The fuzz is abuzz. Midnight Movies’ Lion the Girl is one of the most reverb- and drone-drenched albums since the heyday of Jesus and Mary Chain and My Bloody Valentine. This music doesn’t quite reach the heights of those iconic bands’, but this is only the second album from the L.A. rockers. Give the members of Midnight Movies some time and they might get there.
The album begins and ends with buzzing chaos. Opener “Souvenirs” finds the band warming up before frontwoman Gena Olivier’s alluring voice enters, singing over lush guitar strums and cymbal rolls. The band’s new drummer, Sandra Vu, then ramps things up into the song’s faster middle groove, dominated by a keyboard line that wouldn’t be out of place on the first Killers record. Closer “Two Years,” a much lighter number than most on the album, recalls the Raveonettes before it fades away into a final random noise jam.
Between those bookends there’s a sultry swamp full of psychedelic L.A. noir. The band recorded Lion in a reportedly haunted Seattle studio with producer Steve Fisk (Nirvana, Screaming Trees). Olivier can deftly affect a sly French accent leftover from her Louisiana Cajun roots. Guitarist Larry Schemel knows when to go subtle and when to let it squeal. And Vu and bassist Ryan Wood are skilled at guiding the band through sudden tempo changes.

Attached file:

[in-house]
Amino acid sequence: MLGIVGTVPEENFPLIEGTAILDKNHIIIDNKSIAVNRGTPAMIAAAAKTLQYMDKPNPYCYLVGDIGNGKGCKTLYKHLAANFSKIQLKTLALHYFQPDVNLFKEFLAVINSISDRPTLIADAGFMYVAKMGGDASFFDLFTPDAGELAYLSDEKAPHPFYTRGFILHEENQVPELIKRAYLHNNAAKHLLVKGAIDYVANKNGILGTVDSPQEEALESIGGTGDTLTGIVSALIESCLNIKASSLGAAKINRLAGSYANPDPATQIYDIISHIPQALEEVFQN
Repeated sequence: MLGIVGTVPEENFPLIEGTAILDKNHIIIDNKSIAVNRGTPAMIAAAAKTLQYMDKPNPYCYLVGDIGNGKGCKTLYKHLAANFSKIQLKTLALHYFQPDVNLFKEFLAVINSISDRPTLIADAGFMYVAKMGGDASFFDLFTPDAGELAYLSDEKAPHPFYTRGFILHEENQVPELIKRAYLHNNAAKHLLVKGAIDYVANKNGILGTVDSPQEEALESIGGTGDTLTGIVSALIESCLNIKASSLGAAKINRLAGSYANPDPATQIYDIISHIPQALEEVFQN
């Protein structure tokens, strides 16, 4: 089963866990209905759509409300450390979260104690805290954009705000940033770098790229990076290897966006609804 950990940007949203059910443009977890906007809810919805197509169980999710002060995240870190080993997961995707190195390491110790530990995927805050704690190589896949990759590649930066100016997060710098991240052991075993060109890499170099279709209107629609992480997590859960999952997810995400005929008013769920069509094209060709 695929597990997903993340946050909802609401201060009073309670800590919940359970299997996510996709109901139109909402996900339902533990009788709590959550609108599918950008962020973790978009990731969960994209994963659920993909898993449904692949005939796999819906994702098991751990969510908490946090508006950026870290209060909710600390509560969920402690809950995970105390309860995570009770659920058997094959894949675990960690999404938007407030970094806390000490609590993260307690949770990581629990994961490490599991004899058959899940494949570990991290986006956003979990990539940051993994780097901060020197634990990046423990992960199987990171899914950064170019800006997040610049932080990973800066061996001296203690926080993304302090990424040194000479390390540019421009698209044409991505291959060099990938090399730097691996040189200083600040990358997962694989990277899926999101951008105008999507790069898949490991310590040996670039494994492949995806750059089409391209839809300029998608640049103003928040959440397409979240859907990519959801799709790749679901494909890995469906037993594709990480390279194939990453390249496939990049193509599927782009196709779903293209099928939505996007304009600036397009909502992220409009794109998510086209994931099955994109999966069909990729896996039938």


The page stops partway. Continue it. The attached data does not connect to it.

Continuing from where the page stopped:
The songs that stray from the album’s predominant dark vibe succeed as well. “Ribbons” is more relaxed and cheery, with the help of a bright xylophone line. The song calls to mind Galaxie 500 when Naomi Yang took lead vocals and Damon Krukowski’s drumming sounded like it was coming from miles down a marble-lined hallway. “24 Hour Dream” bounces on a beat that’s almost klezmer. It picks the album back up after a bit of a slog through the middle.
“Lion Song” is the album’s best moment. It combines an ominous guitar riff with lyrics from Olivier that, like elsewhere, seem to depict a mythic childhood existence. As Olivier’s lyrical content matures along with the rest of the band’s elements, Midnight Movies could be ready to move into primetime.